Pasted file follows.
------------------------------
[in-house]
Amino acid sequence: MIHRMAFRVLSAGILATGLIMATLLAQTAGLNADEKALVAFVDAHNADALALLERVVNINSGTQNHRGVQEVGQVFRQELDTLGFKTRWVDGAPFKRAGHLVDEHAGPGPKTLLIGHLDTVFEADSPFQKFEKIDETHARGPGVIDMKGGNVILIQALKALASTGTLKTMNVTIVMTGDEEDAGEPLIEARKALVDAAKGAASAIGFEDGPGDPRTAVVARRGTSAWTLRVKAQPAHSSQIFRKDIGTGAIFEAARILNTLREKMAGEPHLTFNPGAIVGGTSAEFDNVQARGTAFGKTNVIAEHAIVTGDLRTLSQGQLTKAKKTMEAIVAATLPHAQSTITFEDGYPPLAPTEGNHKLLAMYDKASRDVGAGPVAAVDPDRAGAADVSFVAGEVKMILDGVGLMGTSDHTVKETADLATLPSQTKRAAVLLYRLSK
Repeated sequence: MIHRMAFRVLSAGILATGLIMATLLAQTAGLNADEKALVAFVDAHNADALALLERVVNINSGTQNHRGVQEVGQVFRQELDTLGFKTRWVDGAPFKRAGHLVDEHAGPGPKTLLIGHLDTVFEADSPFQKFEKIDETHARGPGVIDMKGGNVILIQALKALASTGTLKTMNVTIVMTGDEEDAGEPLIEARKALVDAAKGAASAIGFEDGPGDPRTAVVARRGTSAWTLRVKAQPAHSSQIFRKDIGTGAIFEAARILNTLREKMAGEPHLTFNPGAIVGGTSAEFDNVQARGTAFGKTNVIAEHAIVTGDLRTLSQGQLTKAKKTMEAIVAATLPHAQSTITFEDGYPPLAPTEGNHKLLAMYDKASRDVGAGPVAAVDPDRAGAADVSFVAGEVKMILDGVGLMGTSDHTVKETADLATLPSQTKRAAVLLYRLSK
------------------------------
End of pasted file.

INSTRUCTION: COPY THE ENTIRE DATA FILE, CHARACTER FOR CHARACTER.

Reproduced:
[in-house]
Amino acid sequence: MIHRMAFRVLSAGILATGLIMATLLAQTAGLNADEKALVAFVDAHNADALALLERVVNINSGTQNHRGVQEVGQVFRQELDTLGFKTRWVDGAPFKRAGHLVDEHAGPGPKTLLIGHLDTVFEADSPFQKFEKIDETHARGPGVIDMKGGNVILIQALKALASTGTLKTMNVTIVMTGDEEDAGEPLIEARKALVDAAKGAASAIGFEDGPGDPRTAVVARRGTSAWTLRVKAQPAHSSQIFRKDIGTGAIFEAARILNTLREKMAGEPHLTFNPGAIVGGTSAEFDNVQARGTAFGKTNVIAEHAIVTGDLRTLSQGQLTKAKKTMEAIVAATLPHAQSTITFEDGYPPLAPTEGNHKLLAMYDKASRDVGAGPVAAVDPDRAGAADVSFVAGEVKMILDGVGLMGTSDHTVKETADLATLPSQTKRAAVLLYRLSK
Repeated sequence: MIHRMAFRVLSAGILATGLIMATLLAQTAGLNADEKALVAFVDAHNADALALLERVVNINSGTQNHRGVQEVGQVFRQELDTLGFKTRWVDGAPFKRAGHLVDEHAGPGPKTLLIGHLDTVFEADSPFQKFEKIDETHARGPGVIDMKGGNVILIQALKALASTGTLKTMNVTIVMTGDEEDAGEPLIEARKALVDAAKGAASAIGFEDGPGDPRTAVVARRGTSAWTLRVKAQPAHSSQIFRKDIGTGAIFEAARILNTLREKMAGEPHLTFNPGAIVGGTSAEFDNVQARGTAFGKTNVIAEHAIVTGDLRTLSQGQLTKAKKTMEAIVAATLPHAQSTITFEDGYPPLAPTEGNHKLLAMYDKASRDVGAGPVAAVDPDRAGAADVSFVAGEVKMILDGVGLMGTSDHTVKETADLATLPSQTKRAAVLLYRLSK